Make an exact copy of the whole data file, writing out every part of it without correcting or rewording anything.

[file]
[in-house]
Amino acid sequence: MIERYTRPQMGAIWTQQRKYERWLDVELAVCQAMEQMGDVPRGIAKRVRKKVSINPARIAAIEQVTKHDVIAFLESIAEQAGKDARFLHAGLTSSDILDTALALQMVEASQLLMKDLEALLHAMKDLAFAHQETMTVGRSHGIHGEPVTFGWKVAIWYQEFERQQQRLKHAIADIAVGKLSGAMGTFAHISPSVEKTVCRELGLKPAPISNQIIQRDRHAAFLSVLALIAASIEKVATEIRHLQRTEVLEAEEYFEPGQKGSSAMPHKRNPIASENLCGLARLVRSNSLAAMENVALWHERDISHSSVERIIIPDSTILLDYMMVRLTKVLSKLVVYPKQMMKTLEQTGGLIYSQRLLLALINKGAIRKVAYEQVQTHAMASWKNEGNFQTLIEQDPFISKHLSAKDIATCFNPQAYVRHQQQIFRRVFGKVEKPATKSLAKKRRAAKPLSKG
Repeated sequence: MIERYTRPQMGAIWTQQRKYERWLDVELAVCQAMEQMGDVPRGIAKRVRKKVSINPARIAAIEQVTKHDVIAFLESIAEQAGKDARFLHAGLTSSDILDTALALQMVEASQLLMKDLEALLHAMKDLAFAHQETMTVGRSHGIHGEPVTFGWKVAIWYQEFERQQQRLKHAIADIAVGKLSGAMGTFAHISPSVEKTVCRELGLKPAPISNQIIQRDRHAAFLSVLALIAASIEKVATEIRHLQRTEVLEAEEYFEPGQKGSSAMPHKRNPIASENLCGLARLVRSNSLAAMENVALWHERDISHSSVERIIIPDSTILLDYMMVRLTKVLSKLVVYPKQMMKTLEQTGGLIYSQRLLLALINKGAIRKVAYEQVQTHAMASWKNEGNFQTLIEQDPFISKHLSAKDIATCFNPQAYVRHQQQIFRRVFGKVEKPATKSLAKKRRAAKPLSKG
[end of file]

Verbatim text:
[in-house]
Amino acid sequence: MIERYTRPQMGAIWTQQRKYERWLDVELAVCQAMEQMGDVPRGIAKRVRKKVSINPARIAAIEQVTKHDVIAFLESIAEQAGKDARFLHAGLTSSDILDTALALQMVEASQLLMKDLEALLHAMKDLAFAHQETMTVGRSHGIHGEPVTFGWKVAIWYQEFERQQQRLKHAIADIAVGKLSGAMGTFAHISPSVEKTVCRELGLKPAPISNQIIQRDRHAAFLSVLALIAASIEKVATEIRHLQRTEVLEAEEYFEPGQKGSSAMPHKRNPIASENLCGLARLVRSNSLAAMENVALWHERDISHSSVERIIIPDSTILLDYMMVRLTKVLSKLVVYPKQMMKTLEQTGGLIYSQRLLLALINKGAIRKVAYEQVQTHAMASWKNEGNFQTLIEQDPFISKHLSAKDIATCFNPQAYVRHQQQIFRRVFGKVEKPATKSLAKKRRAAKPLSKG
Repeated sequence: MIERYTRPQMGAIWTQQRKYERWLDVELAVCQAMEQMGDVPRGIAKRVRKKVSINPARIAAIEQVTKHDVIAFLESIAEQAGKDARFLHAGLTSSDILDTALALQMVEASQLLMKDLEALLHAMKDLAFAHQETMTVGRSHGIHGEPVTFGWKVAIWYQEFERQQQRLKHAIADIAVGKLSGAMGTFAHISPSVEKTVCRELGLKPAPISNQIIQRDRHAAFLSVLALIAASIEKVATEIRHLQRTEVLEAEEYFEPGQKGSSAMPHKRNPIASENLCGLARLVRSNSLAAMENVALWHERDISHSSVERIIIPDSTILLDYMMVRLTKVLSKLVVYPKQMMKTLEQTGGLIYSQRLLLALINKGAIRKVAYEQVQTHAMASWKNEGNFQTLIEQDPFISKHLSAKDIATCFNPQAYVRHQQQIFRRVFGKVEKPATKSLAKKRRAAKPLSKG